This article is the first in a series of articles spotlighting women in the workplace, commemorating National Women's History Month 2014.
According to the Department of Labor, roughly 70% of all women in the U.S. work. But what are some of the challenges that women face today in the workplace? And how can organizations help the ever evolving working mother? We spoke with Susan Pyles about women in the workplace.
Challenges Women Today Face in the Workplace
According to Pyles, there are two main challenges that women face today. First is the need women have to work harder or longer to achieve the same level or position as their male counterparts.
“I think the world of business has been a man’s world for a long time and even though men are open and receptive, I think some men are more comfortable interacting and doing business with their peers,” says Pyles. “When women are thrown into the mix, it challenges the dynamic and it makes things more complicated.”
Even though at times the blending and integration of men and women can be awkward, women have to be able to not only show that they are capable, but both have to show that they can find that balance between meeting each other half way and making everyone feel comfortable. But it can still be a challenge for women to find their place.
Pyles certainly doesn’t think anyone is trying to oppress women, but she gave a great example of what it’s like to mix men and women together at work.
“It’s no different than when you see a bunch of women at the playground having a play date and there is a man with his child. The women are all talking together but are they including the man? No. It’s not because they don’t like him, it’s because they don’t know what to say. To women, it feels unnatural and it’s the same with men in the boardroom. Men and women just don’t know what to do with it, so we avoid it,” says Pyles.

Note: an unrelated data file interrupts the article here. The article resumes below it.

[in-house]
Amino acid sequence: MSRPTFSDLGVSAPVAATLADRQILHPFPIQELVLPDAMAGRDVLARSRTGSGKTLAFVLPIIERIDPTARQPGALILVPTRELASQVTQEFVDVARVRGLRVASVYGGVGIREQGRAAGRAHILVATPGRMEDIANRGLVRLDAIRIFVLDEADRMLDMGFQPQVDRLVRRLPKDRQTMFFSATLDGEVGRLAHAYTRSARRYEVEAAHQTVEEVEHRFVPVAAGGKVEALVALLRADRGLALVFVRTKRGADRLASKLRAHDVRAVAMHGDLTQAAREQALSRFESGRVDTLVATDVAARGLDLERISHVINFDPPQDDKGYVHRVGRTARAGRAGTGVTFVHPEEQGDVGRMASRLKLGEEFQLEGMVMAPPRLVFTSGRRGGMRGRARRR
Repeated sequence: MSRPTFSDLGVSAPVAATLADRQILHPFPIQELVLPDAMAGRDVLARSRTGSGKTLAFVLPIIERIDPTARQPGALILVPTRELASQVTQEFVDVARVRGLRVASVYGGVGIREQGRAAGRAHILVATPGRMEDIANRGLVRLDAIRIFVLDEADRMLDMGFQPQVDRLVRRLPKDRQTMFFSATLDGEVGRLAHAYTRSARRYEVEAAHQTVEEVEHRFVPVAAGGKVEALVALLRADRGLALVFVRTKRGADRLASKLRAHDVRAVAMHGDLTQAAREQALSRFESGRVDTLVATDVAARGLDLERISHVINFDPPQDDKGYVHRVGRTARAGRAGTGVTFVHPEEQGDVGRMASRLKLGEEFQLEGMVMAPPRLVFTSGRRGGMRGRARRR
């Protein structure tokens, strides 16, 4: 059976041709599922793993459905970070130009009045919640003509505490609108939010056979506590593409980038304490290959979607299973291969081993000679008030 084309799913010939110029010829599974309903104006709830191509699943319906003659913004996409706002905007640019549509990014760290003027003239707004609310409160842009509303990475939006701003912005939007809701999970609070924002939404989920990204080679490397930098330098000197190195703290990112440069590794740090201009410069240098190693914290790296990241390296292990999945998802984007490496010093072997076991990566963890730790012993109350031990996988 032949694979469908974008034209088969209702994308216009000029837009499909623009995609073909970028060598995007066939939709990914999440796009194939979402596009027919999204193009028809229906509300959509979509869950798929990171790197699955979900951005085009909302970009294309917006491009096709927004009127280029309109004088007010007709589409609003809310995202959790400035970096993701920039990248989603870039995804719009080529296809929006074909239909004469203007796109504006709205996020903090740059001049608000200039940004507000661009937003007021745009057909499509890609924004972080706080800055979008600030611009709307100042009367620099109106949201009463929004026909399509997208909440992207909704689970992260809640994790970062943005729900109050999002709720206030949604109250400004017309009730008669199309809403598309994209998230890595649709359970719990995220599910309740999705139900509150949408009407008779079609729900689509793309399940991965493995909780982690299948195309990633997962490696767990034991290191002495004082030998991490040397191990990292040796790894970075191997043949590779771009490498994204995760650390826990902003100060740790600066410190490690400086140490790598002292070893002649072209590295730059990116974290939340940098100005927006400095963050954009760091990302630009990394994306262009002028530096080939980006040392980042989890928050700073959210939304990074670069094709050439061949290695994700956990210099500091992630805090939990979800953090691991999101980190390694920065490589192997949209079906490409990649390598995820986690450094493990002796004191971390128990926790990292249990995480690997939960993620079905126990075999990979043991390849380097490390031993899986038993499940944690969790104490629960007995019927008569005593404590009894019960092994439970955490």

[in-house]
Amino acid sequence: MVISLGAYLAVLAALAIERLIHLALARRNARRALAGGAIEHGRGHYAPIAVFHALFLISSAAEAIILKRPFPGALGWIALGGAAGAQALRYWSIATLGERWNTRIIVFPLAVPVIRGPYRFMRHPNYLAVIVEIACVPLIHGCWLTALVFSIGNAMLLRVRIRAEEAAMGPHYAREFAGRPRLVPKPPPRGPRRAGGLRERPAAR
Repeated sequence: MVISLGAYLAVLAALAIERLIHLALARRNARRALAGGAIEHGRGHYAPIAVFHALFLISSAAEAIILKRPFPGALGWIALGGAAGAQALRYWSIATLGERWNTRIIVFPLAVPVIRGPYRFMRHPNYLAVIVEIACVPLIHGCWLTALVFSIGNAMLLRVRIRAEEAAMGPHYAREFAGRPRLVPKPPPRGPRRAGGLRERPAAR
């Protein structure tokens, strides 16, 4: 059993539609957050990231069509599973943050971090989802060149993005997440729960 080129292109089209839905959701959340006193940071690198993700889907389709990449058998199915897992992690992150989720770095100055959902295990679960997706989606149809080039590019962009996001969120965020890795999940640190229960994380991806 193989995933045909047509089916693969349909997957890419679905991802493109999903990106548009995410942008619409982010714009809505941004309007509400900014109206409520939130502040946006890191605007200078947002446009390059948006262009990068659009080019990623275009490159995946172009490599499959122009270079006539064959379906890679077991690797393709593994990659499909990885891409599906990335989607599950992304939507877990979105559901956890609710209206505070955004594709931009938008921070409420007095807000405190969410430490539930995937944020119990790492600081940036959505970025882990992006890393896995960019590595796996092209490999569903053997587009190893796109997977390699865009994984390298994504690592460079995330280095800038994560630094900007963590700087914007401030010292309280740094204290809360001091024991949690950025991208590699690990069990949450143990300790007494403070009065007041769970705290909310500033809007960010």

The second challenge women face today in the workplace is childcare. Today, women are still predominantly a family’s care giver.
“Even if the woman has a higher level position, there is still that challenge of balancing. Society today still expects women to be a good mother, regardless of their work situation, but I don’t think business communities necessarily accommodate that,” says Pyles.
Finding Work/Life Balance
Many women accomplish a lot in a day. But they accomplish it in what Pyles refers to as a ‘disjointed’ day.
“Instead of the traditional way of doing your work during designated work hours and then having your personal life, maybe it’s more of when you put the kids to bed and then you do emails or maybe you leave in the middle of the day to go to a school event and then go back to work,” says Pyles.
It’s all about balancing instead of separating both your work and home life and actually blending the two.
“Companies are also doing a better job of allowing women to find ways to at least go to a child’s school event or to be able to pick up their child at a specified time of day,” says Pyles.
A lot of women are also getting support informally through other women and swapping different techniques that have worked for each other.
Trends Among Women in the Workplace
“Through different studies on emotional intelligence and interpersonal skills, it’s showing that women are stronger leaders then men in some cases,” says Pyles.
Business is a powerful knowledge to have to be successful, but it also takes relations, inspiring and motivating people. This is becoming more of a critical factor for why women are outperforming men in their effectiveness because that’s some of their natural strength and skills.
Pyles says women also have more advanced degrees now than they did 15 years ago. This leads to fewer traditional stay at home moms.
“Because of formal education, women are getting married later in life and are used to having the feeling of working and having their own money. Stay at home moms are finding ways to work from home or do a home business or freelance,” says Pyles.
Women are constantly changing in today’s society. Organizations have to be able to support women in their new roles. By giving more support, women will not only be less stressed but will be more efficient and productive in their personal and work life.
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